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Yorkshire Terrier's History
The Yorkshire Terrier dog breed is known to be about 100 years old or so, but its origins are not entirely certain, this may be due to the working men of north England, who developed the Yorkshire Terrier for catching the rats that took over the mine shafts. They were also seen as hunting dogs that could dig deep into badger and fox burrows. It seems likely that Scotsmen seeking work in the woolen mills of Yorkshire brought these various types of terriers with them.
These types of terrier include the Skye and the now extinct Clydesdale. These terriers were then crossed with other types, such as the Leeds Terrier. The Maltese, Black & Tan Manchester, and Dandie Dinmont Terriers may also have contributed blood lines.
At first, the Yorkie was a much bigger animal than the one we see today, but by selectively breeding the smallest individuals, the dog was gradually miniaturized over the years. The Yorki was then made into a fashion dog. Women carried these little dogs in their bags and under their arms. The first Yorkshire, with the characteristics demanded by its standard today, appeared in a dog show in 1870.
The long, fine, silky coat of the Yorkie parts along the back and falls straight down on either side. The coat is usually steal blue on the body and tail, and tan elsewhere. Puppies are usually black & tan to start. The tail is usually docked. If the dogs are not used for showing, the owners usually go for the shaggy look.
The Yorkie has a flat head, medium-sized length muzzle, a black nose, and regular teeth. The eyes are extremely vivacious and the ears are erect or semi-erect. Its limbs are straight with round feet and black nails. The hair on the head is so full that it is almost always necessary to gather it in a band to keep from going into the dog's food bowl and to give the Yorkie visibility.
The Yorkshire terrier seems unaware of its small size. This little dog is highly energetic, loyal and clever. The Yorki can be quite affectionate with its master, but will remain very suspicious of strangers. It can be aggressive to strange dogs and small animals. In other words, it has true Terrier heritage. The Yorkshire terrier breed seems to do best with older children.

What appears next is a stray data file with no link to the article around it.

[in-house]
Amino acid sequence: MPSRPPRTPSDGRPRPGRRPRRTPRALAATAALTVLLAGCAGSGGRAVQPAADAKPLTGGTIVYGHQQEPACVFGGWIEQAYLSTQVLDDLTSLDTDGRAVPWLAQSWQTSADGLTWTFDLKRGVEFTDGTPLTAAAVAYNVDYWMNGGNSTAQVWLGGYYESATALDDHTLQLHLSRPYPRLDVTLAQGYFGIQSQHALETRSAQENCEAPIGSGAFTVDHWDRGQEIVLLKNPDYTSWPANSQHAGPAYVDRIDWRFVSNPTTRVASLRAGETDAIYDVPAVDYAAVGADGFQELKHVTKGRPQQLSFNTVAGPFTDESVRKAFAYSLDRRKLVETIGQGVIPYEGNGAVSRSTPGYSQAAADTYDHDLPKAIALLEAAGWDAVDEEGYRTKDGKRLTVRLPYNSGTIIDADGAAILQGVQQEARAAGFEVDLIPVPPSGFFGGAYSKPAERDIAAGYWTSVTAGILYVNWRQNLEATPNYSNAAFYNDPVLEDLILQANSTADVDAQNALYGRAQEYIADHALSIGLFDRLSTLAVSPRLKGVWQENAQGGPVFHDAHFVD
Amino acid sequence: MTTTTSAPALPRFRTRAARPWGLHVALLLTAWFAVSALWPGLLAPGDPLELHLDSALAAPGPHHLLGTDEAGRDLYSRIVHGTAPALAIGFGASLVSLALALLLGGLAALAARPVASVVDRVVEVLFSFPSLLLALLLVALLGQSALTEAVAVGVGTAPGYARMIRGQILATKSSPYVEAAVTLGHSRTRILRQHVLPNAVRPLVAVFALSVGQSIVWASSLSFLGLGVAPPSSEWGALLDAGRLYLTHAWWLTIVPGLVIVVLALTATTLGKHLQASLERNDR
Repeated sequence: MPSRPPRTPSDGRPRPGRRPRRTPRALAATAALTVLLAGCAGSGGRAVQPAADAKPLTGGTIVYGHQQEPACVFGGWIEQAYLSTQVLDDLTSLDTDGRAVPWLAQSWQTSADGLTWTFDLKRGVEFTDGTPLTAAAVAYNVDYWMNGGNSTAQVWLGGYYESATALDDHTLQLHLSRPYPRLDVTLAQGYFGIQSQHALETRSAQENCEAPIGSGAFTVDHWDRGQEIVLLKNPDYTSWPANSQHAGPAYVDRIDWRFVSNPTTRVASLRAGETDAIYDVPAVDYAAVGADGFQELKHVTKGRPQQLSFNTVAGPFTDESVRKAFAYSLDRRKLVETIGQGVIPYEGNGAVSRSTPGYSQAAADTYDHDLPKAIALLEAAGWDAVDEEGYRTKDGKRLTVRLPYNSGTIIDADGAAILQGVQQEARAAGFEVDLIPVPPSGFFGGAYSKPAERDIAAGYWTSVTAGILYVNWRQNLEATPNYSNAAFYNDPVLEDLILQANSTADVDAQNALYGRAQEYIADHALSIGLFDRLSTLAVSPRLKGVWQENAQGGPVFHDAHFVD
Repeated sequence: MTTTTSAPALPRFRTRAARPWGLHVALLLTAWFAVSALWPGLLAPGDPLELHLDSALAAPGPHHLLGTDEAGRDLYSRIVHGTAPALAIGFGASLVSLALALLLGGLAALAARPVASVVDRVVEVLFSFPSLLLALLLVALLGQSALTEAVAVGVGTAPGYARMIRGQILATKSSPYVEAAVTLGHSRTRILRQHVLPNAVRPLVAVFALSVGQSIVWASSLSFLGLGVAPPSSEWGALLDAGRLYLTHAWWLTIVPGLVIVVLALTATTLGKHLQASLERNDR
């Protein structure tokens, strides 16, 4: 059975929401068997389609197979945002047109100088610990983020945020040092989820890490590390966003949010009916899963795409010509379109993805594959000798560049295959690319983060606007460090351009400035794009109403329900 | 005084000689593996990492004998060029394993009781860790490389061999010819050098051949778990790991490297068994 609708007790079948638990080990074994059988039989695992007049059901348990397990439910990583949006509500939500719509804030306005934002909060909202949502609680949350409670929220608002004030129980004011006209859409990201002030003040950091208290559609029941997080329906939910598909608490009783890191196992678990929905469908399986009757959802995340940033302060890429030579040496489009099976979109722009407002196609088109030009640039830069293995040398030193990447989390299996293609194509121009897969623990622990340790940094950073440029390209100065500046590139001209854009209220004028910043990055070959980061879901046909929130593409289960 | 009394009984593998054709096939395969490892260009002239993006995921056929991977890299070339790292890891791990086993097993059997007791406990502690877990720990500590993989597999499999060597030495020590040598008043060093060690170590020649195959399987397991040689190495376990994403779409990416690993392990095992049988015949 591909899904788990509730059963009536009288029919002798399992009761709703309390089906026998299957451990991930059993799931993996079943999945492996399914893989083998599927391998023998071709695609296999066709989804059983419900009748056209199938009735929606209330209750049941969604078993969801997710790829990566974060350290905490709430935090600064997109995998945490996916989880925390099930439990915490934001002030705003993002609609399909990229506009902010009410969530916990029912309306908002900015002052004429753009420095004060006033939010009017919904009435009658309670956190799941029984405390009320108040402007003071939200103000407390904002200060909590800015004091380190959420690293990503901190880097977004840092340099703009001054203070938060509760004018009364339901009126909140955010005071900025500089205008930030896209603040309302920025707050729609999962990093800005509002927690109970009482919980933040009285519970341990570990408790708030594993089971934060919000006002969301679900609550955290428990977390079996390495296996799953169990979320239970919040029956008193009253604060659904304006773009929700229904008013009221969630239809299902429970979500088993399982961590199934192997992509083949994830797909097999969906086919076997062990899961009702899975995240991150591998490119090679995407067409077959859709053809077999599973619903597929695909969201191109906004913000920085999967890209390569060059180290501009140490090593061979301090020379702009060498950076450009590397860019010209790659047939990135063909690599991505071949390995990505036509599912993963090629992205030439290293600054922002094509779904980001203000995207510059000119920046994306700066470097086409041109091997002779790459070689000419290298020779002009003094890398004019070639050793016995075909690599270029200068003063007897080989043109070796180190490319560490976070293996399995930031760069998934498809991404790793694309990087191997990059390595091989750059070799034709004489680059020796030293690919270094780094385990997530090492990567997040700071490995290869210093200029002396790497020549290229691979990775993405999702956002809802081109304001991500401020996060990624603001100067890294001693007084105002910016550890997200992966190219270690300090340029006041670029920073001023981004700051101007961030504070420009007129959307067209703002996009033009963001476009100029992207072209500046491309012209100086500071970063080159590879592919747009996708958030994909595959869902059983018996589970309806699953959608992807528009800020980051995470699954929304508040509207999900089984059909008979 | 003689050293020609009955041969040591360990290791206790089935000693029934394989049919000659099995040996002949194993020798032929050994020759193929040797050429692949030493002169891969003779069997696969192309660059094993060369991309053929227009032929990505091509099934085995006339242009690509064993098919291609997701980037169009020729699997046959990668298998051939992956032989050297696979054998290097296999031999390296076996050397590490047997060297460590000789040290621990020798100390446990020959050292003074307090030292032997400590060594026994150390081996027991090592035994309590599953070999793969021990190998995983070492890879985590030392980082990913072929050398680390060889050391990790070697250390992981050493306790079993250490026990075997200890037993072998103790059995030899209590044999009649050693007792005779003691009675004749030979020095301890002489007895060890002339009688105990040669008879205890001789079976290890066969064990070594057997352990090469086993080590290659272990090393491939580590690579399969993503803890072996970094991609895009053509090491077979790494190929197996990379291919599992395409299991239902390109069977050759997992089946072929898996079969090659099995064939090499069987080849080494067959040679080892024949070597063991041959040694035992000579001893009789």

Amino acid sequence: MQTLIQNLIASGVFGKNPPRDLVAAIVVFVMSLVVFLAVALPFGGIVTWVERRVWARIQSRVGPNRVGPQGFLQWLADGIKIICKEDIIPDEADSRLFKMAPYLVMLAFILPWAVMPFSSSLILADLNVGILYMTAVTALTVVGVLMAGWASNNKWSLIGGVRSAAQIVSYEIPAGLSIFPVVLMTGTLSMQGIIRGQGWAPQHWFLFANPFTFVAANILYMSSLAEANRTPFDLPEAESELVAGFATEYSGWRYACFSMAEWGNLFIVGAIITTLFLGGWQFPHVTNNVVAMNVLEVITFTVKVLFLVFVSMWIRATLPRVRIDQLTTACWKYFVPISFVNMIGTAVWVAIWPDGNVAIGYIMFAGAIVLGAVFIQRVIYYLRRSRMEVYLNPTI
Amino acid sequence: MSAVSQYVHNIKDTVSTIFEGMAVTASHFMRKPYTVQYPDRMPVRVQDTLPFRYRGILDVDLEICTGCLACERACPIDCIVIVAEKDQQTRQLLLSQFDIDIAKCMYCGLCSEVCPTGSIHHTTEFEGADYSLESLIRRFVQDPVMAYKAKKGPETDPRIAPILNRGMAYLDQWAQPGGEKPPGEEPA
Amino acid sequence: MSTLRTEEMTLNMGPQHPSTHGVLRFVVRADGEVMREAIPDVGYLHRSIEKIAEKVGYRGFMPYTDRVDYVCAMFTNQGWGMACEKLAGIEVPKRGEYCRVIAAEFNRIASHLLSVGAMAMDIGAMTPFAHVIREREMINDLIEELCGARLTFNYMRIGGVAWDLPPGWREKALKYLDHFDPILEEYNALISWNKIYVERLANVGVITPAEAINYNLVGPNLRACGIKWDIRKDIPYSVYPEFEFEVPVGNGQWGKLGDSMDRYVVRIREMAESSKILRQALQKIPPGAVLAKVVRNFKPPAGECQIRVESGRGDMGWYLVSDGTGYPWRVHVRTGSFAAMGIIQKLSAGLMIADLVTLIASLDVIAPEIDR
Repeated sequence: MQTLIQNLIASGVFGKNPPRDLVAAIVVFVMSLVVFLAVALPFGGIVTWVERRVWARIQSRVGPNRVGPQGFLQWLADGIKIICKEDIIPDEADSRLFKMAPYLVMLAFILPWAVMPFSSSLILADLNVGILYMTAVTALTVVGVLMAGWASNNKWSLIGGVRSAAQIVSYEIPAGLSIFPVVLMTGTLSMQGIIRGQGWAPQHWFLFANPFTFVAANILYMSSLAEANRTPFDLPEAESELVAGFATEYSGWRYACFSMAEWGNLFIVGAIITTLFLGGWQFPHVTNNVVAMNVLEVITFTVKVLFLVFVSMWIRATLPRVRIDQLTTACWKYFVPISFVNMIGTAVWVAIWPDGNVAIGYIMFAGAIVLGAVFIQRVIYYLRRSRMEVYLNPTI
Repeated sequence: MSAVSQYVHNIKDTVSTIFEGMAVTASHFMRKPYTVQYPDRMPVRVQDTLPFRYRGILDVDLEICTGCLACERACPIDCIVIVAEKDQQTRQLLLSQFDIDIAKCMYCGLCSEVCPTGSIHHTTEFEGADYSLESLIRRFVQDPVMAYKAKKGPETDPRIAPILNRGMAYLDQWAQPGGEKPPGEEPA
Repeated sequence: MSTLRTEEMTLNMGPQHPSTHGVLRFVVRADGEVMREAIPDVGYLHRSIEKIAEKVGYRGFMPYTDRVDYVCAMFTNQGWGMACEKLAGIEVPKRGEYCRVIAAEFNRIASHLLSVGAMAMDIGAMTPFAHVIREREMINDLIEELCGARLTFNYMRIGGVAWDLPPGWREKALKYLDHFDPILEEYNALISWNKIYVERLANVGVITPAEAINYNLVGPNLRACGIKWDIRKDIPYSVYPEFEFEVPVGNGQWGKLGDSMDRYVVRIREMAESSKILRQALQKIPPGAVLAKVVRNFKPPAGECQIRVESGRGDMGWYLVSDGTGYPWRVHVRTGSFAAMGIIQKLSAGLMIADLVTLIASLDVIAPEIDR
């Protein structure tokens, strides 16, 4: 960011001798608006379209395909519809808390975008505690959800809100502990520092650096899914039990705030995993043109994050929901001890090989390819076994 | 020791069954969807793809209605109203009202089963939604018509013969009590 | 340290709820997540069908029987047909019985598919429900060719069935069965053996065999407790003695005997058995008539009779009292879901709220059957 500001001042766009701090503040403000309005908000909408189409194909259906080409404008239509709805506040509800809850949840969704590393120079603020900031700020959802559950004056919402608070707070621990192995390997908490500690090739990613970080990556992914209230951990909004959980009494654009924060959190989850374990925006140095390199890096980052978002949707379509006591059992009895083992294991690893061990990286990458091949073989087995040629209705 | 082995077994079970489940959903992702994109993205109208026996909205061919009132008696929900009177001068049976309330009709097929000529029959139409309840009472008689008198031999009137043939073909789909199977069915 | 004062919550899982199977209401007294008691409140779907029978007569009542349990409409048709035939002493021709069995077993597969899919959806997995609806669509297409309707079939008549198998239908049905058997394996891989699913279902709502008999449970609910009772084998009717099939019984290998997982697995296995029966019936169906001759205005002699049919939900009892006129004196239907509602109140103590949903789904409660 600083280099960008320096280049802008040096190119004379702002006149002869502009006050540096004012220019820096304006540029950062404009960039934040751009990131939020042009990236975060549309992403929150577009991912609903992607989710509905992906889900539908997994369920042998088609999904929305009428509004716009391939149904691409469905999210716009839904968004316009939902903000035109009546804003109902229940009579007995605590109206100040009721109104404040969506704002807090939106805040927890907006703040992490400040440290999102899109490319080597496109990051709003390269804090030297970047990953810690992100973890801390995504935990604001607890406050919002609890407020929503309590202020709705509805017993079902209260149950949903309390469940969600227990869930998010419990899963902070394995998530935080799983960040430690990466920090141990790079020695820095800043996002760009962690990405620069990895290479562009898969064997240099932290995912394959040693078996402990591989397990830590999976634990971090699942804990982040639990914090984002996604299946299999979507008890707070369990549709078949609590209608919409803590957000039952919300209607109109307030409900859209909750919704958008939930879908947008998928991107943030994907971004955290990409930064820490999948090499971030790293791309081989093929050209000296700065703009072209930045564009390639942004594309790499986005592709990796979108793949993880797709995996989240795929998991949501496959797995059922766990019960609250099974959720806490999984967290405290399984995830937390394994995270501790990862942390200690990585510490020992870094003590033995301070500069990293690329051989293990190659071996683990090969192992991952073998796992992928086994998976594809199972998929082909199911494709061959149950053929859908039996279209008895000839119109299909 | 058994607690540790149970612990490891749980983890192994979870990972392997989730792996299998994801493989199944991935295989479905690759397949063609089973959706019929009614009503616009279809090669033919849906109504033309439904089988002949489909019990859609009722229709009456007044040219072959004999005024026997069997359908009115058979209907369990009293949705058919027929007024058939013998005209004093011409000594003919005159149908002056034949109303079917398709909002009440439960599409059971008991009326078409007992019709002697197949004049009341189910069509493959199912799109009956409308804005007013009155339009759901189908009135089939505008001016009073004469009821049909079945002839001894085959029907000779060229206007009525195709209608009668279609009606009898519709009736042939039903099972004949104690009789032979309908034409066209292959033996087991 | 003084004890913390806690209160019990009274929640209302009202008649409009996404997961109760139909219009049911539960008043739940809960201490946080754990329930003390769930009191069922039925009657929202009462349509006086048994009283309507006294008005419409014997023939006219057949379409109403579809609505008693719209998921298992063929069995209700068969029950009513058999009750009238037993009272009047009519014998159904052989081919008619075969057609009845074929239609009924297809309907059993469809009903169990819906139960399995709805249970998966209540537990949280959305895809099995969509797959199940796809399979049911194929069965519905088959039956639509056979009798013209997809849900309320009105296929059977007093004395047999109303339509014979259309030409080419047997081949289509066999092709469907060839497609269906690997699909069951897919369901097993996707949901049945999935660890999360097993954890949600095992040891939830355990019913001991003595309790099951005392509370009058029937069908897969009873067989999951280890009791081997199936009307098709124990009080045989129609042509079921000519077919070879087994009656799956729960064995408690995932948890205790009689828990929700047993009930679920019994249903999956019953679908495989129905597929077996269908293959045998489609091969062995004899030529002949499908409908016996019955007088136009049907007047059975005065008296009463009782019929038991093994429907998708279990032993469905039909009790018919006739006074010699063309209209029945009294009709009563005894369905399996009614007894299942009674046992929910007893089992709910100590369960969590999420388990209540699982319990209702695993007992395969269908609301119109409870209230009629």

Yorkies are easy to train, although they can sometimes be stubborn. The breed is demanding and dependant and needs a lot of human attention. The Yorkie makes an excellent watchdog, always defending its territory. They can get snappish if surprised, or over-teased, but are usually very sweet and loving. They can be difficult to housebreak. The Yorkie likes to bark, but it can easily be taught not to do so.
Yorkshire Terrier's Role
The Yorkshire terrier has a role that can be seen as a both a companion dog for an individual and a family dog. The Yorkie is known to be very protective and alert, but also very loving and attentive. They have known personality that some may describe as self-importance and confidence, so the new owner and family must take these characteristics into consideration.
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Lacy is everything we could ask for in a puppy, and then some -- healthy, adorable, sweet, loving, playful, spirited, fearless yet polite, and on and on. I especially want to mention it was ...
I was very impressed with your knowledge about the breed and it was a great experience to deal with you.
Wanted to share some pictures of "Dottie," which we changed to "Daisy." We are so happy with her! She is 2.15 in weight and plays and is so lovey!
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